A Bloody Guerrilla Street Performance Challenges Brazil's Racist Past
All photos by Larissa Zaidan/Angústia for VICE Brazil

A Bloody Guerrilla Street Performance Challenges Brazil's Racist Past

Artists took to the streets of São Paulo to speak out against violence and racism directed at Brazil's black and non-white citizens.
Larissa Zaidan
photos by Larissa Zaidan
Meredith Balkus
translated by Meredith Balkus
Brooklyn, US
March 6, 2018, 4:00pm

A version of this article originally appeared on VICE Brazil.

The sound of whistles and bottle rockets echoed across Praça de República in São Paulo, Brazil. It was Friday, February 23, and the final street performance of NEGROR, which means “dense darkness” in English, by Brazilian performance collective Selo Homens de Cor. Shouting “Oh, mother!” two black men, bloodied and dressed as boxers, ran through the streets, fighting invisible assailants and frantically searching for their parents even though they appeared to have been shot multiple times.


As NEGROR unfolded, spectators followed the performers through the streets of São Paulo. The action was continuous and divided into rounds, or assaltos, which also means "robberies" in Portuguese. After each round—or when the police appeared, though they didn't try to shut down the show—the two fighters collapsed and then resurrected themselves to keep sparring as they moved through the streets. The boxing references throughout the play were a metaphor for the violence and everyday struggles endured by people of color in Brazil.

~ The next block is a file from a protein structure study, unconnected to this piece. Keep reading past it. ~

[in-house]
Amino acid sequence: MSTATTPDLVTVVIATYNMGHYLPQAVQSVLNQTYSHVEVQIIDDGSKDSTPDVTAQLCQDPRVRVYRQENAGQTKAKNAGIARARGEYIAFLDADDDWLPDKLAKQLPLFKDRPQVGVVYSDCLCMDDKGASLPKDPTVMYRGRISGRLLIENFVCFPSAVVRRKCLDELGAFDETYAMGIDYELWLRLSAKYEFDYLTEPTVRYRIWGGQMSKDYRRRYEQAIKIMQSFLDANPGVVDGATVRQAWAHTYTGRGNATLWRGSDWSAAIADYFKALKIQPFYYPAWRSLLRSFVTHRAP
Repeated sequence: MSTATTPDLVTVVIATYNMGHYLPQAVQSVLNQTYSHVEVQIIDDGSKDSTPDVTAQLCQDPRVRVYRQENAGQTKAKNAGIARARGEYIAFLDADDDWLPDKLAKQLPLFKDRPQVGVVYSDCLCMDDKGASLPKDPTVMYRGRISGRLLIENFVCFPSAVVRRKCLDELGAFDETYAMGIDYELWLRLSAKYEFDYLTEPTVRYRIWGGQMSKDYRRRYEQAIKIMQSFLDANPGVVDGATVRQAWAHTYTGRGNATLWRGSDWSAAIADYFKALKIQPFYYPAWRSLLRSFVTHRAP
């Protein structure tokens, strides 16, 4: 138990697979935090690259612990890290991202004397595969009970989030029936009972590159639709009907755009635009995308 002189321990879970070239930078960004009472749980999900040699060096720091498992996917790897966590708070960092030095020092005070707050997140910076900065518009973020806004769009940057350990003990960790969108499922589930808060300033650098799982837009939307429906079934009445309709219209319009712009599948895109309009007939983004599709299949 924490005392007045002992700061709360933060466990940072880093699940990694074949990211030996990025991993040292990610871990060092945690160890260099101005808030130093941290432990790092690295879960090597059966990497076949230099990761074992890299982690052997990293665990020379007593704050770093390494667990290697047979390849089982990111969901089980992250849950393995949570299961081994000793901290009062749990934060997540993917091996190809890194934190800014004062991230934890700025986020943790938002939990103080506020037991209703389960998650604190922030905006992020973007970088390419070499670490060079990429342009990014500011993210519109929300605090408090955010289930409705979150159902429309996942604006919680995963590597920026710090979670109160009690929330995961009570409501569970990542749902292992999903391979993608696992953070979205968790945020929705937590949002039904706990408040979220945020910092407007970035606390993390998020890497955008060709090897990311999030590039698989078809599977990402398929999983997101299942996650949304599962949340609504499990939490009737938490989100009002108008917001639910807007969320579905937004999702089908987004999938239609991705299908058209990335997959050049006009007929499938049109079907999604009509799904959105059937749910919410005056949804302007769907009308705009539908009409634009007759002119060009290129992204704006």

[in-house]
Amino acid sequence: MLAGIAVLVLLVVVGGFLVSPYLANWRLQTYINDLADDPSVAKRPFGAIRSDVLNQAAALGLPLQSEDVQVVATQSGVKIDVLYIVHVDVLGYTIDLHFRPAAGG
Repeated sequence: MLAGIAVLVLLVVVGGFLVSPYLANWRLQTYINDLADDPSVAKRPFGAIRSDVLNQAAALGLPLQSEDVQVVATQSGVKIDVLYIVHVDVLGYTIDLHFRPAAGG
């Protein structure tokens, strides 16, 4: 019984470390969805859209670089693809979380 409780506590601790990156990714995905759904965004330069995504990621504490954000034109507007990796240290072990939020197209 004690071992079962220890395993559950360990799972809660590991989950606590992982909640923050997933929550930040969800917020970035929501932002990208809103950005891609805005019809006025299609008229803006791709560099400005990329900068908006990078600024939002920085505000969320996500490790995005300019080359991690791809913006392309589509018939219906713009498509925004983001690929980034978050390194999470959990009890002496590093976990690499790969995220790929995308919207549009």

The performance, according to actor and director Syndei Santiago, was a tribute inspired by true accounts from the Mães de Maio, or the Mothers of May, an association created by Brazilian women whose children were killed during the violent conflict between state officials and civilians in May 2006. The outbreak of widespread violence began after the First Command of the Capital (PCC), the largest organized crime group in the country, launched a series of organized attacks on Brazilian state institutions in São Paulo, including prisons and police stations, resulting in the death of 31 police officers and eight prison officials. In retaliation, Brazilian state officials attempted to hunt down and locate those responsible for the act. But their investigation deteriorated into a violent clash between law enforcement and civilians that was largely fueled by police brutality. In the two weeks that followed the initial attack, 450 civilians were killed, the majority of them innocent.

The beginning of the play at the entrance to the secretary of state education's office in São Paulo. Photo by Larissa Zaidan/Angústia for VICE Brazil

“When we’re talking about genocide, we’re talking about the legacy of slavery in our lives and how racism is still present,” Santiago explained. “Because these young black people who are killed are [viewed as] bodies that don’t incite emotion, they’re public bodies—killable and easily replaced.”

An announcer marched alongside the two boxers, barking statistics from a popular Brazilian newspaper about the high mortality rates amongst the country's black population. "Place your bets!" the announcer cried, grimly prompting the audience to predict how many black people die each day in Brazil due to racial violence. By demanding their participation, the performers directly implicated onlookers, driving the point of the performance home.

Pictures of people murdered by police violence. Photo by Larissa Zaidan/Angústia for VICE Brazil

The play followed a stretch of Ipiranga Street to Rua Dom José de Barros—a bustling commercial area spanning just under a mile—closing out the theater season with a tribute to black Brazilians who were killed as a result of police violence. The play’s upcoming 2018 run will extend beyond São Paulo, traveling to other cities in Brazil in mid April.

You can see more photos from the public performance of NEGROR below:

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